I took the Caledonian sleeper up to Aviemore for a couple of days skiing in Scotland. The snow was great and the weather held out, definitely better than I expected; and the sleeper is a great way to travel.
Bad music, great snow. skiing and snowboarding in Nassfeld, Austra.
Once a year great and interesting buildings around London open their doors and let people in to see some of the amazing architecture that is normally hidden from public view.
and occasionally there is such an immensely over-hyped event that it needs to be documented as a footnote
I really tried to make the most of these, think I did pretty well. With all the panic about transport chaos the roads were nearly empty so cycling was great fun.
Team GB at Wembley.
Kayaking in Hertfordshire, Triathlon and Marathon on the streets of London.
Womens 20m Final, Mens 800m Semi Finals, Shotput and Highjump in the Olympic stadium.
Boris builds a cable car across the Thames that allows people to cross the river at one of the ugliest spots at huge expense but avoiding that single change on the DLR. What’s not to love about it?
Four days up, one down – although the one down is a very long day
Day one was mostly driving from Nairobi to the park, when we got there after lunch we had around 3hrs to walk to ‘Old Moses’ camp at a measley 3300m. The camp itself was a collection of tin huts that became very cold when the sun went down. We took a number of porters with us who had to carry our food and any extra equipment.
The next day was a long hike up to the Shipton camp at 4200m where we spent the second and third nights. On the third day we had an aclimitisation day where we took a short walk to 4500m before coming back down to rest before the final ascent begining at about 3am.
The morning of the final ascent was clear and a full moon guided the early part of the path. We went up the second highest peak ‘Lenana’ which gave us great views of the highest peak and dawn creeping slowly over africa. After more than 12hrs being up and walking, we reached the bottom lodge at around 5pm, where we could finally have a beer.
The final day consisted of a two hour walk to somewhere near the park gate where we were picked up by the most ancient Land Rover imaginable who proceeded to drive us down the worst road I had ever seen finally making it to the park gate where we almost lost one of our porters to the park police for not having his ID on him; we paid off the police and made it out into town without any more incidents.
Up to Edinburgh on New year’s eve to see in 2012 with fun and dancing and a little bit of drink. Did you now that the Scots celebrate Hogmanay because celebrating Christmas was banned by the calvinist church.
On new years day I did the traditional walk up to Arthurs Seat and then spent some more time exploring Edinburgh.
Then on the 2nd it was the train back down with all the hordes of people, luckily we managed to snatch a couple of first class seats for only an extra £20; not bad for free tea and sandwiches.
Rosko recommends: The castle is great, if a little expensive
Food of the stay: Haggis, what else.
After 550 km, I decided I had cycled enough. The weather had changed and it was raining hard now so cycling wasn’t much fun any more.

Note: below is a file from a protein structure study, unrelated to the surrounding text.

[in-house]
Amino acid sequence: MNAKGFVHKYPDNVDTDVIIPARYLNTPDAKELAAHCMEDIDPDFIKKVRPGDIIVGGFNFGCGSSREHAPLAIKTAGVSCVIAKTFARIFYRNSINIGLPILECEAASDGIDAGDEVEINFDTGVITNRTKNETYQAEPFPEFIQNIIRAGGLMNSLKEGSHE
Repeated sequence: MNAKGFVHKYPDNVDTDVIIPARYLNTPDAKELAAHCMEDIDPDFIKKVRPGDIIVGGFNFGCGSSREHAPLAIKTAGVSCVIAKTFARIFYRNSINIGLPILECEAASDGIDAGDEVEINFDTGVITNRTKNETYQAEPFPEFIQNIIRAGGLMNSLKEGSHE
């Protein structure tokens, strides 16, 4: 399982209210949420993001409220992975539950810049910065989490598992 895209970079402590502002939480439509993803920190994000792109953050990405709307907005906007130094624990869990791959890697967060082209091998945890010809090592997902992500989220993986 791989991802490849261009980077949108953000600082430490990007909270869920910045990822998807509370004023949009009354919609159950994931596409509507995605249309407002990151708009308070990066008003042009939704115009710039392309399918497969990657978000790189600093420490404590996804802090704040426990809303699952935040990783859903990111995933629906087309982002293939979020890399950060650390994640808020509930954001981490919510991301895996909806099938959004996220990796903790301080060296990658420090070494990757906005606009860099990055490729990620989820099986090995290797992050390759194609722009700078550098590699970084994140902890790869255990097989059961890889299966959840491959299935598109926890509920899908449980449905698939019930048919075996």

The train to Santander took 3hrs, and as we were getting on, we met two more cyclists doing the same thing. Only problem was the train guard was a jobsworth and refused to let more than 5 bikes on the train. Gavin and Emma let us on and waited 6hrs for the next train.
Santander isn’t as nice a city as Bilbao or San Sebastian but I got to see Jorge and Marta and their baby Leo before we caught the boat to Portsmouth the next afternoon.
The next morning we went back down to the seafront for breakfast before heading out towards Bilbao.
It rained pretty much all the way, so we just pushed on and made it to Bilbao around 3 o’clock. Then we got lost; there are three routes into Bilbao from Zamudio, the motorway; the pilgrims path, which was a tiny dirt track over the hill; or a small road that started in a business park. Alex and I spent an hour looking for the road before I asked a Spanish guy who kindly drove us to the begining of it.
We started up it and for two kilometers we climbed the steepest road I had been for the entire trip. After that it was down hill all the way into Bilbao. The only problem with that being part of the road down was an incredibly steep cobbled street that we couldn’t cycle down either.
Once the others arrived on the train Alex and I found a hotel and we made the most of Bilbao
Jack woke up with a swollen ankle so decided that he couldn’t cycle any more, Kev and Rich opted to stay with him.
Alex and I carried on to Lekeitio; after having dumped done of our more heavy equipment, while the others stayed in San Sebastian and had a night on the town.
The climb out of San Sebastian was very difficult heading straight up for 2km. This afforded us great views back over the town and out to sea.
We stopped for lunch at Getaria where I had a fantastic bbq mackerel. Then the weather turned and it rained most of the rest of the way to Lekeitio.
Wandering around town, I was surprised to bump into an old work colleague, Breac, who was starting a similar trip, with his wife, heading the other way. He laughed when I told him we had cycled around the Pyrenees and not over them.